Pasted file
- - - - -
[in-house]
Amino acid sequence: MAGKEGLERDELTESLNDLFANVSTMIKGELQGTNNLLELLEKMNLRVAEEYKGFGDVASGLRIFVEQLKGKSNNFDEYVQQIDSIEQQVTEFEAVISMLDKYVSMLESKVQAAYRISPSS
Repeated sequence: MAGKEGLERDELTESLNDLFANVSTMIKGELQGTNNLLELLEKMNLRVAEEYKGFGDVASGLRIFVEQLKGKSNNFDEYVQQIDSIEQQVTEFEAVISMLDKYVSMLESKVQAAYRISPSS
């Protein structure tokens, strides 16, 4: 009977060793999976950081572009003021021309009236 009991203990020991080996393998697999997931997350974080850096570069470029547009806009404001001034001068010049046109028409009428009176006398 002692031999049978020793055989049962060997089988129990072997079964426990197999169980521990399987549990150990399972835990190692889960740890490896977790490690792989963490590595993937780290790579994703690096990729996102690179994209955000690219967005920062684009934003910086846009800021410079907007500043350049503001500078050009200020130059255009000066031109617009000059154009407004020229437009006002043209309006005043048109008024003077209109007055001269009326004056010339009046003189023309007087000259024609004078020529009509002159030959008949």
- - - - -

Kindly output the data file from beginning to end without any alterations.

[in-house]
Amino acid sequence: MAGKEGLERDELTESLNDLFANVSTMIKGELQGTNNLLELLEKMNLRVAEEYKGFGDVASGLRIFVEQLKGKSNNFDEYVQQIDSIEQQVTEFEAVISMLDKYVSMLESKVQAAYRISPSS
Repeated sequence: MAGKEGLERDELTESLNDLFANVSTMIKGELQGTNNLLELLEKMNLRVAEEYKGFGDVASGLRIFVEQLKGKSNNFDEYVQQIDSIEQQVTEFEAVISMLDKYVSMLESKVQAAYRISPSS
């Protein structure tokens, strides 16, 4: 009977060793999976950081572009003021021309009236 009991203990020991080996393998697999997931997350974080850096570069470029547009806009404001001034001068010049046109028409009428009176006398 002692031999049978020793055989049962060997089988129990072997079964426990197999169980521990399987549990150990399972835990190692889960740890490896977790490690792989963490590595993937780290790579994703690096990729996102690179994209955000690219967005920062684009934003910086846009800021410079907007500043350049503001500078050009200020130059255009000066031109617009000059154009407004020229437009006002043209309006005043048109008024003077209109007055001269009326004056010339009046003189023309007087000259024609004078020529009509002159030959008949």